A Festschrift Honoring Michael Meltsner

fest•schrift: a volume of writings by different authors presented as a tribute or memorial especially to a scholar.

Biography and list of Professor Meltsner's work


Introduction 

Be Like Mike: A Festschrift Honoring the Life and Work of Professor Michael Meltsner

Daniel S. Medwed*

*Professor of Law and Criminal Justice, Northeastern University School of Law

It was a true privilege to organize this symposium in honor of a legendary, even revolutionary figure in legal circles: Michael Meltsner.  

The following tributes from Carol Steiker, Rose Zoltek-Jick, Margaret Burnham, Mark Brodin, Evan Mandery and Corinna Lain tell just part of the story of Michael’s marvelous career not only because he has led a life of unusual richness that is difficult to distill into a series of essays, but because he continues to generate new, meaty chapters.

Hired by Thurgood Marshall in the 1960s to join the Legal Defense Fund of the NAACP, Michael fought to desegregate hospitals in the Jim Crow South.  He also served as the architect of the game plan that led to the abolition of capital punishment for a brief period of time in the 1970s.  His focus on the discriminatory impact of the death penalty’s application, rather than the morality of the “ultimate” punishment, has salience today and remains a vibrant advocacy tool in the continued fight for abolition.  He later emerged as a pioneer in the nascent movement toward clinical legal education before becoming dean of Northeastern University School of Law in the 1980s.

Michael’s capacity for professional reinvention is astonishing.  After his deanship, he engaged in teaching, research and writing.  But he did not stop there, as so many of us do.  He became a therapist committed to helping married couples work through their differences; he wrote plays; and he developed a knack for producing spirited op-eds.  From my own mid-career perch, I view Michael as a template for personal and professional growth: a beacon leading me outside my professional comfort zone, encouraging me to evolve and take on new challenges—and, in the process, remain fully engaged.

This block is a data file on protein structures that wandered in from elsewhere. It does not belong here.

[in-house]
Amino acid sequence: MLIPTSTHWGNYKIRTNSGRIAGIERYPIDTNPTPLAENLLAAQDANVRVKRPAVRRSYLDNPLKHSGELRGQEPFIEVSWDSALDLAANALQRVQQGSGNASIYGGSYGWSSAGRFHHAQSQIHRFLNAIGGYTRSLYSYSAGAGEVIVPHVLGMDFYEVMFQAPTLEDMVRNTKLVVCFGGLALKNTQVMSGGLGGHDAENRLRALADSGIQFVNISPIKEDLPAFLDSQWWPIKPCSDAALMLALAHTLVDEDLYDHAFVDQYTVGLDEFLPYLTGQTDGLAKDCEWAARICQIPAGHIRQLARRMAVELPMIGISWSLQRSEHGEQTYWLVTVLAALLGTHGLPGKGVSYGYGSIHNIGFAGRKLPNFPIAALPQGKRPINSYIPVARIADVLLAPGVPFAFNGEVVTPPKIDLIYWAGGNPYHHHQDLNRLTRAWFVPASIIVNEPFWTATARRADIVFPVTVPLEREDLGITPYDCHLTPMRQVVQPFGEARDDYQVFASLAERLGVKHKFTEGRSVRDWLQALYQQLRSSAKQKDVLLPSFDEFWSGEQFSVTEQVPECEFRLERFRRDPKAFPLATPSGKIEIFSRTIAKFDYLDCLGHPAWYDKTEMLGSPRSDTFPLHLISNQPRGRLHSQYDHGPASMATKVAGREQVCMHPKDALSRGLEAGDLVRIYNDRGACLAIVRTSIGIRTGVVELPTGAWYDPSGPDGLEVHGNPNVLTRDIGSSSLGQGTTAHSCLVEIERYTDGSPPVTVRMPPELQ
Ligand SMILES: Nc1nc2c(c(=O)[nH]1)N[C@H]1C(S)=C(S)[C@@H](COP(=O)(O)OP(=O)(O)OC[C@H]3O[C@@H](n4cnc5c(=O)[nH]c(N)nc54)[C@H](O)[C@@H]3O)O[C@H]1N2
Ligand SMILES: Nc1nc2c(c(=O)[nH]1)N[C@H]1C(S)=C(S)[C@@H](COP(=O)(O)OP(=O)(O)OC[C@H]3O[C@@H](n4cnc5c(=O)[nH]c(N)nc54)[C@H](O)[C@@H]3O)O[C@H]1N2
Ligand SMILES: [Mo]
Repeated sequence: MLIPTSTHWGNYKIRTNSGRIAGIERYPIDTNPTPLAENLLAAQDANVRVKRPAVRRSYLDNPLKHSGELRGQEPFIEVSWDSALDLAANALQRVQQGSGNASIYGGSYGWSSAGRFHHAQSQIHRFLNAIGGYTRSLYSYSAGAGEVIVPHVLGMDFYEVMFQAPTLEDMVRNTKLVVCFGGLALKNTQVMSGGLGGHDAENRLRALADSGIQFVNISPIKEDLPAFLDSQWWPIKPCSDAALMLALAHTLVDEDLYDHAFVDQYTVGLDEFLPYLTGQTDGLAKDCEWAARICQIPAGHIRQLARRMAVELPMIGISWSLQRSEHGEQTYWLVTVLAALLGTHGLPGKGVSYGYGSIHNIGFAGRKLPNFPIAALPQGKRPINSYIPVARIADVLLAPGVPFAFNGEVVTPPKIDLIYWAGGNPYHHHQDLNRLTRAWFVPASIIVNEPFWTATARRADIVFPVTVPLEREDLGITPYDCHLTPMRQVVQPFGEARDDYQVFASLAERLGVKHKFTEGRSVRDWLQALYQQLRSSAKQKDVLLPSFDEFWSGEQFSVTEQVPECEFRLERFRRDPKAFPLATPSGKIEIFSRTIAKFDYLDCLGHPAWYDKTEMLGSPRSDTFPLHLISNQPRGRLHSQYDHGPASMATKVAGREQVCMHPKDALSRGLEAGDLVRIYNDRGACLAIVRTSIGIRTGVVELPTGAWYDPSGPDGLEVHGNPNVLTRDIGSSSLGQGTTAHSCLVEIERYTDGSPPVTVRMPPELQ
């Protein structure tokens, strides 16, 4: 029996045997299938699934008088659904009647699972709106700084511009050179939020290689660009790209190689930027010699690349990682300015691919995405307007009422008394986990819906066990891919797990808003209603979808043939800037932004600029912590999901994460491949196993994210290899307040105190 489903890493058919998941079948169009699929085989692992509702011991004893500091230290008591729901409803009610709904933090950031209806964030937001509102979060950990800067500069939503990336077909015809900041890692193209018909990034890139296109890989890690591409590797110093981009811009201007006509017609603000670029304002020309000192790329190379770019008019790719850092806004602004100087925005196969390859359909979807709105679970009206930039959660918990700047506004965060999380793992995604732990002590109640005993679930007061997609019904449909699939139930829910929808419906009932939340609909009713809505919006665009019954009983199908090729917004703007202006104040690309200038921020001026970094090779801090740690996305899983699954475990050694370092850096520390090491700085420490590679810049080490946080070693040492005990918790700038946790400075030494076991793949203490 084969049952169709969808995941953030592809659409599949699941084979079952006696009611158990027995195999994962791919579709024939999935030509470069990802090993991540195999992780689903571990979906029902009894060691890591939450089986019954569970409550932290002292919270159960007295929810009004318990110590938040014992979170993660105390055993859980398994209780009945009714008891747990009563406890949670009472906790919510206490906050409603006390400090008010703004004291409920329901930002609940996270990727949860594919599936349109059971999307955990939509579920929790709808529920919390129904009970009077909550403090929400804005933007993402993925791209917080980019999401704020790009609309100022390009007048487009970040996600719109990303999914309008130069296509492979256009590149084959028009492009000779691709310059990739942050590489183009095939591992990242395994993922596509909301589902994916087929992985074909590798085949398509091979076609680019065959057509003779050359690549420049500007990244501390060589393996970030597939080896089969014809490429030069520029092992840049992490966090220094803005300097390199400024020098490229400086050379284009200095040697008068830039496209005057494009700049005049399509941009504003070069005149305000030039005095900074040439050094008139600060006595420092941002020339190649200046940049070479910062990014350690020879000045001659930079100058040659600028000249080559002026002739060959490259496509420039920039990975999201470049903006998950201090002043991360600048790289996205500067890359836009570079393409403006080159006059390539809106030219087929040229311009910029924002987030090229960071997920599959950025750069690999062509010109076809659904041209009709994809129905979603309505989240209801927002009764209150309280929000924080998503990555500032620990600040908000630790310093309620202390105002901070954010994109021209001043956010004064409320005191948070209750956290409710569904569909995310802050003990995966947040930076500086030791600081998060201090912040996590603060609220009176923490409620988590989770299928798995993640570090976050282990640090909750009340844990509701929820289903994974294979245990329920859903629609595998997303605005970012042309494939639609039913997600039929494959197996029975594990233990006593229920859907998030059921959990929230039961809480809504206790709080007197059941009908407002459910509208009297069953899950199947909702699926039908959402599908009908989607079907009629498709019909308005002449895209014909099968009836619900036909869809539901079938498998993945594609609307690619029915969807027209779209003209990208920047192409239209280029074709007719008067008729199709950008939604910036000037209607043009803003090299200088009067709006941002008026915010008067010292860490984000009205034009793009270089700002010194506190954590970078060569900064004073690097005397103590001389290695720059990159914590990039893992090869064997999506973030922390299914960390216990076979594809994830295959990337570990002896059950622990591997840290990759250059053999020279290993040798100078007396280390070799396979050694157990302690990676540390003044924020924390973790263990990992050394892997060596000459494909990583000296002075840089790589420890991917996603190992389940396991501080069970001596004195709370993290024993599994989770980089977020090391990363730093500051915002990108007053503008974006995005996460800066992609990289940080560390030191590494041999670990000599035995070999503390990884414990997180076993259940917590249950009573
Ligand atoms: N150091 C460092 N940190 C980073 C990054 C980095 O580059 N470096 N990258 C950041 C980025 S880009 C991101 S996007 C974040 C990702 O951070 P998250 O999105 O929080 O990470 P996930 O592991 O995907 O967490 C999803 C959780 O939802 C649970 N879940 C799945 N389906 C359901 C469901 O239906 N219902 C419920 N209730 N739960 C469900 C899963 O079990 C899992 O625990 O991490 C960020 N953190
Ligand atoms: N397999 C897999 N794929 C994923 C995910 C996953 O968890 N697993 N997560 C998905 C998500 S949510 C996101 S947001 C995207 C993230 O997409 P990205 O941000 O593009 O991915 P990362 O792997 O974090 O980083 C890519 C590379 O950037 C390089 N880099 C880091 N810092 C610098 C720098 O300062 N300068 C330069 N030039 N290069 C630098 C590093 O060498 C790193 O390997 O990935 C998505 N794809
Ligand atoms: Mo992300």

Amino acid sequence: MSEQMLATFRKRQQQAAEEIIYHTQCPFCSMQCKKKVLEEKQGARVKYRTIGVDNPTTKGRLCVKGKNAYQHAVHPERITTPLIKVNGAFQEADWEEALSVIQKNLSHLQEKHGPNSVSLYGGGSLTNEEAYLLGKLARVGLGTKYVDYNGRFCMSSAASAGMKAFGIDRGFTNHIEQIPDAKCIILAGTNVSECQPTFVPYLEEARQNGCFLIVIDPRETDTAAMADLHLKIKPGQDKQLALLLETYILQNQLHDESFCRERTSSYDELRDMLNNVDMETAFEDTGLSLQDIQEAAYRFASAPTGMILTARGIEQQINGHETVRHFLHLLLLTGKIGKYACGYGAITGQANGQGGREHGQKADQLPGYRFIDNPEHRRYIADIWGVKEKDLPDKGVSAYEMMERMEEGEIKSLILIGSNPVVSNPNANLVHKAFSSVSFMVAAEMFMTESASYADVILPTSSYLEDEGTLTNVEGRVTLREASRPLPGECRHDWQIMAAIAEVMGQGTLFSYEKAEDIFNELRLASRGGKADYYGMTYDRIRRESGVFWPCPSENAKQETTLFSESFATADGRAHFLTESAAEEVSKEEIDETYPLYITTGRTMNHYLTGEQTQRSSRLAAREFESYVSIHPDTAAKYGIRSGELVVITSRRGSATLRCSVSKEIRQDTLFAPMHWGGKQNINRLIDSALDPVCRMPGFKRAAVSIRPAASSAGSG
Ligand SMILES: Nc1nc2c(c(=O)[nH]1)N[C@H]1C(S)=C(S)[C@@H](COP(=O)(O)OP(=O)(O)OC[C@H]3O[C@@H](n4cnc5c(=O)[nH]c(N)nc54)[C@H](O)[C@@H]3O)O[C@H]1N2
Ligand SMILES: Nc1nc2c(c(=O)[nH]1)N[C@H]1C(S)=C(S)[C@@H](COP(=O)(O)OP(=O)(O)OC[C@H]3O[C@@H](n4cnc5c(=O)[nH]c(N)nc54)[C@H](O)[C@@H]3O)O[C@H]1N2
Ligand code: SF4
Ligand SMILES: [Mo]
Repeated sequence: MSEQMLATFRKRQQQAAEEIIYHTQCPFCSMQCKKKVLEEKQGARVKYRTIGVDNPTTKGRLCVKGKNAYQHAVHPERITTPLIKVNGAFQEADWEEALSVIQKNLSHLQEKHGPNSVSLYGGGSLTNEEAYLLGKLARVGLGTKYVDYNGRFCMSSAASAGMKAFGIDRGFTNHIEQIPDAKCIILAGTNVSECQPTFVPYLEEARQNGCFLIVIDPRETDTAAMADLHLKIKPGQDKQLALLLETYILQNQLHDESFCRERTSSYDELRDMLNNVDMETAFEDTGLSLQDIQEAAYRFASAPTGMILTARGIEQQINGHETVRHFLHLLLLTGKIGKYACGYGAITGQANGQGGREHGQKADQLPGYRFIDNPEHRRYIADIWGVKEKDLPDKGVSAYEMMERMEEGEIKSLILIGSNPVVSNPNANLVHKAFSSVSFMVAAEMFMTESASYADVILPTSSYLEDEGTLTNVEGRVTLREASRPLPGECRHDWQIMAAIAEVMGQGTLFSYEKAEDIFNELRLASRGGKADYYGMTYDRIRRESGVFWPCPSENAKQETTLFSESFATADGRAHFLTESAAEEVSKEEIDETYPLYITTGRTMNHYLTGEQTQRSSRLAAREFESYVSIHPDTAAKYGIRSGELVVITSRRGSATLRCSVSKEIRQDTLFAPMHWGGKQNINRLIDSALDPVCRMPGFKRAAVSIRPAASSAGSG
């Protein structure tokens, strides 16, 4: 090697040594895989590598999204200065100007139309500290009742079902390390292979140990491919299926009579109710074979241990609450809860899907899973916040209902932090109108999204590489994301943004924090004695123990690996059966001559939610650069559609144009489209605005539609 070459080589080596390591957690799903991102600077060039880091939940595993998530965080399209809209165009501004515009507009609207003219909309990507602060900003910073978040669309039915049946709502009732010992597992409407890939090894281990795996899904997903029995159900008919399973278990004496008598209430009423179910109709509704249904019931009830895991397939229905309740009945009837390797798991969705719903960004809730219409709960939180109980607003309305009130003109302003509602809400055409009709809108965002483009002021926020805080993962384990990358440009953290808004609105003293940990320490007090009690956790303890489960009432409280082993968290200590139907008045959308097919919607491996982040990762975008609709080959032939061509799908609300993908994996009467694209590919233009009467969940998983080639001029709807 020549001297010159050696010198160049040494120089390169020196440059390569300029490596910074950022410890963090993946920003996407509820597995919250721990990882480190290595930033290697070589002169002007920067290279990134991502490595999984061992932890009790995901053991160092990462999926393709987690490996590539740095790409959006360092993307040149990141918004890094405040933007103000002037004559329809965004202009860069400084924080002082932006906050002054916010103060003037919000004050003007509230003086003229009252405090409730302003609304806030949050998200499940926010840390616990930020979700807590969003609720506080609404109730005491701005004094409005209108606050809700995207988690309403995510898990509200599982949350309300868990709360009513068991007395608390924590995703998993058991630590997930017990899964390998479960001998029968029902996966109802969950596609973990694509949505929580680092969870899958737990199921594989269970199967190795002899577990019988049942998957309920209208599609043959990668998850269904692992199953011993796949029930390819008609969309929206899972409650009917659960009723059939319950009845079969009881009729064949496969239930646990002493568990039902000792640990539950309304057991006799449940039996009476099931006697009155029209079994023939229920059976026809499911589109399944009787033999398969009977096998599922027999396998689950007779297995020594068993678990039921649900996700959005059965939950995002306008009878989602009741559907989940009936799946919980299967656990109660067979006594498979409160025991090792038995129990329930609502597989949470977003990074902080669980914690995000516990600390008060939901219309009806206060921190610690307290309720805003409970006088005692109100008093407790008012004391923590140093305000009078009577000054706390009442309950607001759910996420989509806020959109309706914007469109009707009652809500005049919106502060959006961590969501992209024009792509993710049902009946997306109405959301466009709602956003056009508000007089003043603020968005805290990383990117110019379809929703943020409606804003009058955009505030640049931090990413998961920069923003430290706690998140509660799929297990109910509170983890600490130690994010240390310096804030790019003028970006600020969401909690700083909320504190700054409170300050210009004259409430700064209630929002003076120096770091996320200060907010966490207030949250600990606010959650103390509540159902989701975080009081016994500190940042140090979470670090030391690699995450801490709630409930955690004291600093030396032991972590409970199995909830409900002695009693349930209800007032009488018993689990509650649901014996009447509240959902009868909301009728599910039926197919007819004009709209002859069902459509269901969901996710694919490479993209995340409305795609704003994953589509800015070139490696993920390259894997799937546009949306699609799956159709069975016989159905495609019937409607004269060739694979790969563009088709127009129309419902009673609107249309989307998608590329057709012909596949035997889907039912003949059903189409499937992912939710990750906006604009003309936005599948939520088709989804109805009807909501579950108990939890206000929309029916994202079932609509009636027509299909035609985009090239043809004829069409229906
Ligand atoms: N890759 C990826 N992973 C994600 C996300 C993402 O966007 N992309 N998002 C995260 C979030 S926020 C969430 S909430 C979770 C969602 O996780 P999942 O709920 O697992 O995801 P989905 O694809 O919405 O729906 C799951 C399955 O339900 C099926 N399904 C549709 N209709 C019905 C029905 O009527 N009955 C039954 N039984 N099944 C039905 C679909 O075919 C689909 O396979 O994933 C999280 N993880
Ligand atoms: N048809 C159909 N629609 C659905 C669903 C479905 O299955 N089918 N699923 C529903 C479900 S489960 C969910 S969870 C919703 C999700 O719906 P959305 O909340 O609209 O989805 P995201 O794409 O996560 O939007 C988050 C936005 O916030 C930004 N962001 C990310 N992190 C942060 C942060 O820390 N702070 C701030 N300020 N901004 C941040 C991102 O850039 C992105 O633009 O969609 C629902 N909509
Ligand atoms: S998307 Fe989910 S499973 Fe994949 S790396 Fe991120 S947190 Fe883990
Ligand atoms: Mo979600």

Michael is one of the first people I consult when working on a new writing project.  And one of the few who will offer honest feedback, including harsh critiques when warranted. He is my co-author on numerous op-ed pieces, and my companion during coffee breaks across the river in Cambridge.   Most of all, he is my friend.

Please enjoy these links to tributes from other scholars:

Michael has lived his life in the law with passion, marrying scholarship and activism, lawyering and educating lawyers, defying silos of genre, convention and conceptions as to what defines a career...
Michael leaves us with words of hope—words that give me strength in my own work to keep shining a harsh and unrelenting light on the pernicious practice of state execution...
Michael, at the ripe old age of 32, was already a civil rights legend...
Michael is chock full of core values. An unwavering commitment to justice and equality. A rejection of legal constructs that allow the law to dodge those moral imperatives. A determination to make a difference...
...in his spare time—when he wasn’t overturning the death penalty or representing Muhammad Ali or deaning or bringing families back together, Michael was one of the pioneers of clinical legal education...
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